Incubator Grants

A Drug Screening Approach to Rescue OXPHOS Defective Cells

L-R: Mike Ryan and Luke Formosa at work in the Ryan lab.

L-R: Mike Ryan and Luke Formosa at work in the Ryan lab.

Researcher

Professor Mike Ryan

Research Institution

Monash University

Project Name

A Drug Screening Approach to Rescue OXPHOS Defective Cells

Project Details

Professor Mike Ryan is leading a project to discover compounds that can treat mitochondrial disease (mito).  He is the head of the Mitochondria Lab at Monash University in Melbourne and a professor of biochemistry and molecular biology.  Professor Ryan’s lab aims to evaluate 10,000 therapeutic compounds in cell models, and identify ones that repair mitochondrial mutations.  The ultimate goal of the project is to develop a drug that improves medical outcomes and quality of life for mito patients.

In mito, genetic mutations lead to improperly folded proteins which prevent mitochondria from functioning correctly. Most mutations affect the mitochondrial respiratory chain, the group of proteins and enzymes that convert food molecules into usable energy for the body. The largest component of the respiratory chain is complex I. Defects in complex I are the most significant cause of mito, responsible for 35 percent of all cases. Accordingly, Professor Ryan will be using cell models with a complex I defect.

Figure 1: A depiction of mitochondrial respiratory chain complex I. Certain genetic mutations alter the shape of this molecule and prevent it from functioning. Professor Ryan’s research is seeking a compound that could stabilise complex I, and thus improve mitochodnrial function.   The grey band represents the inner mitochondrial membrane. Source: Wikimedia Commons, Protein Data Bank http://pdb101.rcsb.org/motm/144

Professor Ryan’s team has developed a method to rapidly test thousands of therapeutic compounds in a cell model. Using CRISPR-Cas9 technology, his team will edit the genome of cells to mimic an ACAD9 mutation, which disrupts an enzyme crucial for the assembly of mitochondrial complex I. This specific mutation has been reported in at least 30 known patients across the world, allowing researchers to compare cell model and real-life cases. Cells will be cultured in an automated system that enables a far greater number of compounds to be studied than could be manually. Ten thousand compounds will be analysed in this system, including 3,707 drugs approved by the US Food and Drug Administration, 89 epigenetic compounds, 276 kinase modulators, 928 microsource compounds, and 5,000 compounds.  Cells that survive will be rapidly identified using a robotic camera.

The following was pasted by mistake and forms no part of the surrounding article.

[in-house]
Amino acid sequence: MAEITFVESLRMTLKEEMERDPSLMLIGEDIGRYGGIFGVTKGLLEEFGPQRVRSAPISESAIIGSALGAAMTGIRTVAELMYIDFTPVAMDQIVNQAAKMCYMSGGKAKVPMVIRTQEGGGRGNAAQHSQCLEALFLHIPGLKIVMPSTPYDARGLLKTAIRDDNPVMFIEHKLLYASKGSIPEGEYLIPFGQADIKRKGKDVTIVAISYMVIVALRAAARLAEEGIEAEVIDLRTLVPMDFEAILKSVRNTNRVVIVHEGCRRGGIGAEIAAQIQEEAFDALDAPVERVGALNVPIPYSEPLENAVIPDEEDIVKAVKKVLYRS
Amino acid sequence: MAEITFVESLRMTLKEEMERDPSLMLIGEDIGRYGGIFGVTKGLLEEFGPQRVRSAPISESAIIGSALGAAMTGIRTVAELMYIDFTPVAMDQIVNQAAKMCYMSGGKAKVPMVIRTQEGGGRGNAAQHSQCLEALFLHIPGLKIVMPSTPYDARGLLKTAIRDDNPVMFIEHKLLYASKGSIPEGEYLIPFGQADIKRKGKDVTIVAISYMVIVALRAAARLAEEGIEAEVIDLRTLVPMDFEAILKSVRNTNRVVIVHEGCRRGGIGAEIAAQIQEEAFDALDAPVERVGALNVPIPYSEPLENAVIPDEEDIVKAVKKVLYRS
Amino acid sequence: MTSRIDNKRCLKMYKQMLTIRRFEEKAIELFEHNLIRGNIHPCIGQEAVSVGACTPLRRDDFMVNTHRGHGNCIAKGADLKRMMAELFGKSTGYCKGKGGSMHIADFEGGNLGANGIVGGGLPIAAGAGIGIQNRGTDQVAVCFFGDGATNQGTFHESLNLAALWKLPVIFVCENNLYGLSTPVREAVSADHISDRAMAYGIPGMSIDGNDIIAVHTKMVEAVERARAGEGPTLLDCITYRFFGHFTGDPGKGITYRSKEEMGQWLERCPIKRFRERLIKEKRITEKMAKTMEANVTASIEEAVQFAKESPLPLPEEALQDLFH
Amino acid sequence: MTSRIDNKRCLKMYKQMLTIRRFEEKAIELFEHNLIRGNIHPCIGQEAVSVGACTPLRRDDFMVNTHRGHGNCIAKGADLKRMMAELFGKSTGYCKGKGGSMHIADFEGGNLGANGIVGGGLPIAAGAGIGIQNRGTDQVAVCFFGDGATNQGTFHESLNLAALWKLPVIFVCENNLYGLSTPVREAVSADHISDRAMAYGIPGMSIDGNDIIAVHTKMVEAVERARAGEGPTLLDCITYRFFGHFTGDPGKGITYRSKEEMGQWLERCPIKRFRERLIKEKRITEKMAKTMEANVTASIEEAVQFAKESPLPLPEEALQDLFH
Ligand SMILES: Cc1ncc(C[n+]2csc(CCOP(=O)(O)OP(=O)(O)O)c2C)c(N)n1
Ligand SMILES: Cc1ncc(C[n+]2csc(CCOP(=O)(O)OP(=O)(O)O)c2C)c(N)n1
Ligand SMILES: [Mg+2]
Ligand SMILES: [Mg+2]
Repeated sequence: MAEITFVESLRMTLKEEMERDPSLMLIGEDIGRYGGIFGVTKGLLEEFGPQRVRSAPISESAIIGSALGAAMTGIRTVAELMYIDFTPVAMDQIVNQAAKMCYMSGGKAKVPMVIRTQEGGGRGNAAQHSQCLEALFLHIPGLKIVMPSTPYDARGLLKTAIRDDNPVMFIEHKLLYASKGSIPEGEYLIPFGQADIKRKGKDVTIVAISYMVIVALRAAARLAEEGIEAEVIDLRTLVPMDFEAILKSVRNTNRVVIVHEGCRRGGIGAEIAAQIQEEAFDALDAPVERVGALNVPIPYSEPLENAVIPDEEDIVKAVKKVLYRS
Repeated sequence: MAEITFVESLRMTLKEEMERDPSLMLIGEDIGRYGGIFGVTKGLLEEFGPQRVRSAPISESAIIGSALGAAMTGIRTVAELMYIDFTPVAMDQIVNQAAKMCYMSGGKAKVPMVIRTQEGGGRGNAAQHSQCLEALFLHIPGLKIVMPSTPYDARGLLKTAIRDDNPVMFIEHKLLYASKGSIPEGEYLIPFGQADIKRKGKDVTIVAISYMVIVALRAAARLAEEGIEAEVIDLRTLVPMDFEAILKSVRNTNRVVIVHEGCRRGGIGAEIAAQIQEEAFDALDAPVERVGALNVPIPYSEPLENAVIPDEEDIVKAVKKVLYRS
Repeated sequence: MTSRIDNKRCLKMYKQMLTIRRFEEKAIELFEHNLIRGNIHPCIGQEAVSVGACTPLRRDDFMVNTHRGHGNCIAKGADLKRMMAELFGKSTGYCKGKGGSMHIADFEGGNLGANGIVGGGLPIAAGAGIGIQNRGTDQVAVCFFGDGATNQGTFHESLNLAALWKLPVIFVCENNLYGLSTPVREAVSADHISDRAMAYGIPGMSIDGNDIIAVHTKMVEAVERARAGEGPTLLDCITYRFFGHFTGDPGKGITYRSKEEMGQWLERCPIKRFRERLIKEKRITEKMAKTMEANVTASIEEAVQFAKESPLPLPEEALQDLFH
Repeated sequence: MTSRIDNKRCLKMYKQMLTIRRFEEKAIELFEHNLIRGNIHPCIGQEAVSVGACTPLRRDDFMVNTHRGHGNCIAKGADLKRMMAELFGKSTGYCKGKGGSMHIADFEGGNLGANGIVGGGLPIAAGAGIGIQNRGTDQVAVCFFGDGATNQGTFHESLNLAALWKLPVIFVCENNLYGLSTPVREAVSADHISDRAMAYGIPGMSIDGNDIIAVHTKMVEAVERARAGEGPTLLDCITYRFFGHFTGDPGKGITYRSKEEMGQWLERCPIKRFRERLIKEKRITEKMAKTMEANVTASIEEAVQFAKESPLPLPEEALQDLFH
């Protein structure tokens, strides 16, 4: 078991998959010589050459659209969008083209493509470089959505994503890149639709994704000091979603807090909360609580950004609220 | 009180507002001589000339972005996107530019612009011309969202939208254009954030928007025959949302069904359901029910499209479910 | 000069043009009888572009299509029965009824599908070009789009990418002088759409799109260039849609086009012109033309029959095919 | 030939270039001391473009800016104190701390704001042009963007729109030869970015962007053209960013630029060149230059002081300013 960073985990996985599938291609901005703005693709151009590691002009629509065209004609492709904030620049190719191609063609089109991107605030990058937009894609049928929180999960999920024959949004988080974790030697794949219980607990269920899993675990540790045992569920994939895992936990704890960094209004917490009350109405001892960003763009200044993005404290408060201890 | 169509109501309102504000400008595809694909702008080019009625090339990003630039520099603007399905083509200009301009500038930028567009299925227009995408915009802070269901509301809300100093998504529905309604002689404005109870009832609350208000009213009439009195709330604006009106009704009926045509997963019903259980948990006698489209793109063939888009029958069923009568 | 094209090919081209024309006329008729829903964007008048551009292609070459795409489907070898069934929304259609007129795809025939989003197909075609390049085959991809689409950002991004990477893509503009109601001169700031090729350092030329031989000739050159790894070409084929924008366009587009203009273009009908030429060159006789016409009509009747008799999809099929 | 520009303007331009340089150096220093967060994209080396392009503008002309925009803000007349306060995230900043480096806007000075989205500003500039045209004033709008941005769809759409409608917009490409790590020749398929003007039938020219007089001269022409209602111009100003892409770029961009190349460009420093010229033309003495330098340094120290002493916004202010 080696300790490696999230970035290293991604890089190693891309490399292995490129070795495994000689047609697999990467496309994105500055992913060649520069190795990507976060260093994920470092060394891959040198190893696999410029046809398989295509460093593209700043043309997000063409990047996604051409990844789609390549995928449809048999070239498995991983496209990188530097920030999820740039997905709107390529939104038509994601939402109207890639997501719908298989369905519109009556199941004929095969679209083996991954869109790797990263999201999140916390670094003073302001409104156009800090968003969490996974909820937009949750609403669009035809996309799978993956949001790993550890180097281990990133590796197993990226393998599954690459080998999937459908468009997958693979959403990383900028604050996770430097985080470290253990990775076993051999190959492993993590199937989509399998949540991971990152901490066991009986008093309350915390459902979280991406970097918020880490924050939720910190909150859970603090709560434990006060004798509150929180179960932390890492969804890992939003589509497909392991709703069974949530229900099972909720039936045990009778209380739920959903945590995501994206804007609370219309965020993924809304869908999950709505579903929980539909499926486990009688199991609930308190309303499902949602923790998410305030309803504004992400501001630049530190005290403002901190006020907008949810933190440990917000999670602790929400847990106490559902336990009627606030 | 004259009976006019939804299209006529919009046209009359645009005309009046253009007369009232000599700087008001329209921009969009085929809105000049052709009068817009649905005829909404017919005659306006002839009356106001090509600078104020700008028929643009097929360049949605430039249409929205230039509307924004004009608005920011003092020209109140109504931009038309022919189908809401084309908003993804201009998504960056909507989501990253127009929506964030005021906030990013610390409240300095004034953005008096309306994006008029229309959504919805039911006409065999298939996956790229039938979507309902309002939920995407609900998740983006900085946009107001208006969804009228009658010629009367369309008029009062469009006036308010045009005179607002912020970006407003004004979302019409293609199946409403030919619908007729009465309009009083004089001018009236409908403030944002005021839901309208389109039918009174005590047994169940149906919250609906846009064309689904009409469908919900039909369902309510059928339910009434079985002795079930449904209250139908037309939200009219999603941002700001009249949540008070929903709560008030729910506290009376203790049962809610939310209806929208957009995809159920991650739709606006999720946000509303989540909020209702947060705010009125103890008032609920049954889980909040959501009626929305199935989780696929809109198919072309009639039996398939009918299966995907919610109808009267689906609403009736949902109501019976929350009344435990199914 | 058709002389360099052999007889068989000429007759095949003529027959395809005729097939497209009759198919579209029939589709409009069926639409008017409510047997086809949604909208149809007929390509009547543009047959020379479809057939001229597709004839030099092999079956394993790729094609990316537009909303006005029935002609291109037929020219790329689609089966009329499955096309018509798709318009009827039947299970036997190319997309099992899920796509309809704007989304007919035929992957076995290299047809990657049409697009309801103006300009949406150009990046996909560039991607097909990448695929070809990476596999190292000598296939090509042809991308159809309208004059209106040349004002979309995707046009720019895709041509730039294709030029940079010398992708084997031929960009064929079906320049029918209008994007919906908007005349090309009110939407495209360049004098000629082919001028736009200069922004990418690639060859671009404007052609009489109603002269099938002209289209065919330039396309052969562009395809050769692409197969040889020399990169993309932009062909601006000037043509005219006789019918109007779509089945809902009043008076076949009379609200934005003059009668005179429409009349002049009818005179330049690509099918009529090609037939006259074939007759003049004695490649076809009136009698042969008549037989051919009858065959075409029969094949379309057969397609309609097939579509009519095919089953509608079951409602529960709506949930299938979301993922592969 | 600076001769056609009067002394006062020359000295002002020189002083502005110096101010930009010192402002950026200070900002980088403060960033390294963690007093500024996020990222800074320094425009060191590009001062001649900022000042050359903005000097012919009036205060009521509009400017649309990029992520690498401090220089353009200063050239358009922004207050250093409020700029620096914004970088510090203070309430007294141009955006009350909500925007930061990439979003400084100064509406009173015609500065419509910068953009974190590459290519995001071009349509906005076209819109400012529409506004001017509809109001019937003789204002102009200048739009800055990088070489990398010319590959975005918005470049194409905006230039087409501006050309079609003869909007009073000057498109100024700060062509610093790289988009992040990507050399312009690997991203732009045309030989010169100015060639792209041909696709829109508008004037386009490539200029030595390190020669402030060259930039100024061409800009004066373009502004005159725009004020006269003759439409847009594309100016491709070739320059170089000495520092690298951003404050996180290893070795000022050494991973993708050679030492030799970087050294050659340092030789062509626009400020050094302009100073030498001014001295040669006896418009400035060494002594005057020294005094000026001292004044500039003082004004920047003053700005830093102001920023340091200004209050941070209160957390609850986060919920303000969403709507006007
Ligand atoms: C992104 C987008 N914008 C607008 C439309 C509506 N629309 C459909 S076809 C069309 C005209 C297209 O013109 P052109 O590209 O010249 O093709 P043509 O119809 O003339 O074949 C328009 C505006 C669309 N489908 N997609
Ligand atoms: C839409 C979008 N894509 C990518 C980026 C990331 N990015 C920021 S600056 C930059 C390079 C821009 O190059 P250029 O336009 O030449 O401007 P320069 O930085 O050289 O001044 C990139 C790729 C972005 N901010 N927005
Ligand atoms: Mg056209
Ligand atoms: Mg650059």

Professor Ryan’s team hopes to identify compounds that repair the cells’ mitochondria. He predicts that repair could occur by one of two mechanisms. The first mechanism is that a compound would act as a chaperone protein, which corrects misfolded proteins, allowing complex I to assemble.  Another possible mechanism is that a compound that would mimic the function of complex I, and thus compensate for its absence. Both mechanisms result in cells with improved energy metabolism. Compounds that repair defective cells will be tested in additional cells model, and then developed into drug formulation for use in mouse models and hopefully clinical trials.

At the moment, therapies for mito patients are limited. There are no approved compounds that address the primary cause. Professor Mike Ryan and his team at the Monash Mitochondria Lab are working to change this.  It is because of the Mito Foundation’s generous supporters that research like this is occurring in Australia each and every day.